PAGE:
The Fishing Line Technique
Using a fishing line to “throw the weight” of the drone is considered one of the very best ways to get a drone out of a tree, although it often requires purchasing additional materials and a little more setup than just finding a ladder.
If you’re wondering how to get a drone out of a tree, what you’ll need is a strong kevlar-coated fishing line and a heavy weight (though it has to be light enough that it can be thrown a fair distance.) A baseball works nicely, as does a rock of about fist size.
Tie the fishing line around the weight. Make sure it’s snug enough that it won’t slip off by giving it a test throw away from the tree with the drone stuck in it. Then unwind the fishing line and lay it in as straight a line as you can leading up to the tree.
Having done all this, you should now throw the weight (with the line attached to it) over the part of the tree that your drone is stuck on. Be sure to throw to either the left or right of the drone – the last thing you want is to destroy your UAV with a baseball after going to all this trouble to try and get it down safely. Ideally, the weight should land on the ground and the fishing line should not make an upside down “U” over the troublesome branch or branches.
Now, shake the fishing line carefully to try and cause the drone to fall. You can catch it yourself or – even better – have a friend there to catch it for you. Try to use different parts of the line as you shake so that you don’t break the wire. And if you feel like you’ve gotten a bad angle and the drone doesn’t seem to be moving, feel free to cut the line and throw it again.
The fishing line technique works for many people who find themselves asking how to get a drone out of a tree, but it’s not a guaranteed solution. If your drone’s really tangled in the branches or the tree is very high or the branch the drone’s stuck on is too heavy to shake with fishing line, you’re going to need to consider a heavy duty solution.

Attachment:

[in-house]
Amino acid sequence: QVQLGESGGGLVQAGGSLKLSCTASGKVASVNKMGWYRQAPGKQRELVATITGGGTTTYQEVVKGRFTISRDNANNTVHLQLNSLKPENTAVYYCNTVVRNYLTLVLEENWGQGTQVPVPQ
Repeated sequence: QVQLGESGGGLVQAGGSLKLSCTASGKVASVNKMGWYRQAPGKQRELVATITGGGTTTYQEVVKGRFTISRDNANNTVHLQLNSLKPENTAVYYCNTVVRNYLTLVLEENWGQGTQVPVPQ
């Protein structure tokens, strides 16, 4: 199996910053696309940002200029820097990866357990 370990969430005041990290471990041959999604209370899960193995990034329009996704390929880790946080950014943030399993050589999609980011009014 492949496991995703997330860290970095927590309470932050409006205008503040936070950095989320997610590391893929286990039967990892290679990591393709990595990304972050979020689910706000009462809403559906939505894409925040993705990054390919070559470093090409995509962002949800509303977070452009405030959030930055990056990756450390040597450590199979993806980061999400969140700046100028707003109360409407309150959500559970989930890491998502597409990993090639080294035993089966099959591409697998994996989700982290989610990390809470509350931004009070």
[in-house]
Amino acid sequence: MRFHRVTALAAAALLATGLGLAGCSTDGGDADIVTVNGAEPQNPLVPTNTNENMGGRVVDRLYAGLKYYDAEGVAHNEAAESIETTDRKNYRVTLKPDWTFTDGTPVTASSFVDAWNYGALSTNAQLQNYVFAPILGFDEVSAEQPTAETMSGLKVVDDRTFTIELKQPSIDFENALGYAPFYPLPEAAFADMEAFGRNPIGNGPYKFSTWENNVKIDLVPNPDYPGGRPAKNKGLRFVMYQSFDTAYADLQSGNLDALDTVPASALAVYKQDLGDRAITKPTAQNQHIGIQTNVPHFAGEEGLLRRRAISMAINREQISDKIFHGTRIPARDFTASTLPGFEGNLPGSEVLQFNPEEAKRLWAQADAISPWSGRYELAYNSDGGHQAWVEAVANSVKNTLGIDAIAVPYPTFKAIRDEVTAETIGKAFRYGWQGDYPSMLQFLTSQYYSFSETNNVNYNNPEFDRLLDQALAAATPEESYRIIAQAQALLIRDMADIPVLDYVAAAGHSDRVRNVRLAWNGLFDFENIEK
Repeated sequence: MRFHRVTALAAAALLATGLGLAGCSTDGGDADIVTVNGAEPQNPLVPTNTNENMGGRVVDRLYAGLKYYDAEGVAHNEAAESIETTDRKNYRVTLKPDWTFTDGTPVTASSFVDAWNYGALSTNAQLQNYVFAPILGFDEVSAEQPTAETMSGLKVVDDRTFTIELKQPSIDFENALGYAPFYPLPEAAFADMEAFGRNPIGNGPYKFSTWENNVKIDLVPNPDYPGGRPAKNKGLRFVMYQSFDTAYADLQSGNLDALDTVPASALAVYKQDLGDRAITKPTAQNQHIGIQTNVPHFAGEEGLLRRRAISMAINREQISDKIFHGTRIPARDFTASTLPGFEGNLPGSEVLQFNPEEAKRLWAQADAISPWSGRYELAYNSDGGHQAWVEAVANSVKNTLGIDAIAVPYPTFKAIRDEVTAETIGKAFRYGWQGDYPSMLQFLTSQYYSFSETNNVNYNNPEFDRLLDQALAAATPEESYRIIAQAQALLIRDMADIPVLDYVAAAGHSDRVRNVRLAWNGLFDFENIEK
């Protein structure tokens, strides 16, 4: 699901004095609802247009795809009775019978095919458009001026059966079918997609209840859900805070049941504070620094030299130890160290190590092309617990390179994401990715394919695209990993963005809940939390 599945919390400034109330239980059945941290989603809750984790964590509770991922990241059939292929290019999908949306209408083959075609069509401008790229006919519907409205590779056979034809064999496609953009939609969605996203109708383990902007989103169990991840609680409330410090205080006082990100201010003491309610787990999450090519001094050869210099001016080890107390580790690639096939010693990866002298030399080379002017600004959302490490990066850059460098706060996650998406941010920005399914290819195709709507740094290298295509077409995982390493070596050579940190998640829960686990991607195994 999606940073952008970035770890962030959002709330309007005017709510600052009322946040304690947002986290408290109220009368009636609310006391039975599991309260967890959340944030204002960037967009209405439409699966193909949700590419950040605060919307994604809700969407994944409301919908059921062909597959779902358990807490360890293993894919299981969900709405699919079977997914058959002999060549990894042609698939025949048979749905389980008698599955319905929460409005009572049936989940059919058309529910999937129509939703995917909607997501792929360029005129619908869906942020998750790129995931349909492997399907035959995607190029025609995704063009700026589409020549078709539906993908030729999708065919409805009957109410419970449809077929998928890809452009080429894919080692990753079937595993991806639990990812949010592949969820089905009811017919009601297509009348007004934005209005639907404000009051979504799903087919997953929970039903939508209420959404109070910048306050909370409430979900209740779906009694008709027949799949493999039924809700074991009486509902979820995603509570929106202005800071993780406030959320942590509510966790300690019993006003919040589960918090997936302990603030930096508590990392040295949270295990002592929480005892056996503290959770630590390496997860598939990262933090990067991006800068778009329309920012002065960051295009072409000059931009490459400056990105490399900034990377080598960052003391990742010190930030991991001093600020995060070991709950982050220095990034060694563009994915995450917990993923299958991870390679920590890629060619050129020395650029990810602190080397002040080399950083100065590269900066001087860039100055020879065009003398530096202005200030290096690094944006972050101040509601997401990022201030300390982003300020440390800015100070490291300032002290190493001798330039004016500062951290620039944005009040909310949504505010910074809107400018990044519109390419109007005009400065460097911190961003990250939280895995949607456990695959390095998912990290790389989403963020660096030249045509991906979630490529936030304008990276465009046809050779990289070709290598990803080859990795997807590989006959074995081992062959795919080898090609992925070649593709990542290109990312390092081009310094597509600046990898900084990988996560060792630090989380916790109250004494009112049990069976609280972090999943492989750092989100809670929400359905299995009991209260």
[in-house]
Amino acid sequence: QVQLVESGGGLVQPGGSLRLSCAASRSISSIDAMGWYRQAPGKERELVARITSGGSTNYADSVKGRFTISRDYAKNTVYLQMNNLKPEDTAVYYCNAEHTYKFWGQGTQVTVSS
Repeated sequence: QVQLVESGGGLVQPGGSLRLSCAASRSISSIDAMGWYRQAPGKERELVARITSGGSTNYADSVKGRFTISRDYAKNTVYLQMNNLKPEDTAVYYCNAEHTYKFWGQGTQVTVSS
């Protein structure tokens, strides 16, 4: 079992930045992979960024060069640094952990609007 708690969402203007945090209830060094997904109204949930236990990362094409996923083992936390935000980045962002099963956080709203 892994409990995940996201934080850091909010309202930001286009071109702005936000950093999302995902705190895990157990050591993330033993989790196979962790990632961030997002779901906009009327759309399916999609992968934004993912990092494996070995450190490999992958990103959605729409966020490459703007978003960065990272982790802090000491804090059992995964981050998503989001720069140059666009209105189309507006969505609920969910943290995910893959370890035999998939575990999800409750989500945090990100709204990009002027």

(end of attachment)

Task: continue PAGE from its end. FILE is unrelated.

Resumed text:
One thing you can try is an aerial work platform, also known as a bucket truck. This may be attached to a larger vehicle or may essentially be the size of a large, strange-looking ladder. But these heavy duty mechanical devices can lift you up into the air with ease and allow you to reach greater heights than you could on your own.
Purchasing even a used bucket truck will probably cost you thousands of dollars. But many places will allow you to rent them for about $250 to $500 a day/ That may seem like a lot, but it’s cheaper than buying a new drone!
A hydraulic lift works similarly to an aerial work platform and also may or may not be mounted on the back of a truck. The benefit of these sorts of personnel lifts is that they’re usually a lot cheaper to rent at an average of $150 a day. The downside is that they usually don’t go as high in the air and often come in awkward sizes that may be hard to line up with the tree. So if you’re wondering how to get a drone out of a high tree, you’re probably better off with the previous option.
Finally, as a last-ditch effort, you can always call the fire department. Firefighters don’t like spending resources to rescue inanimate objects when they may be needed to deal with serious emergencies, so in many areas fire departments may not respond to your call at all. If they do, it will likely take them awhile because rescuing drones will be on the bottom of their list of priorities (as it should be.)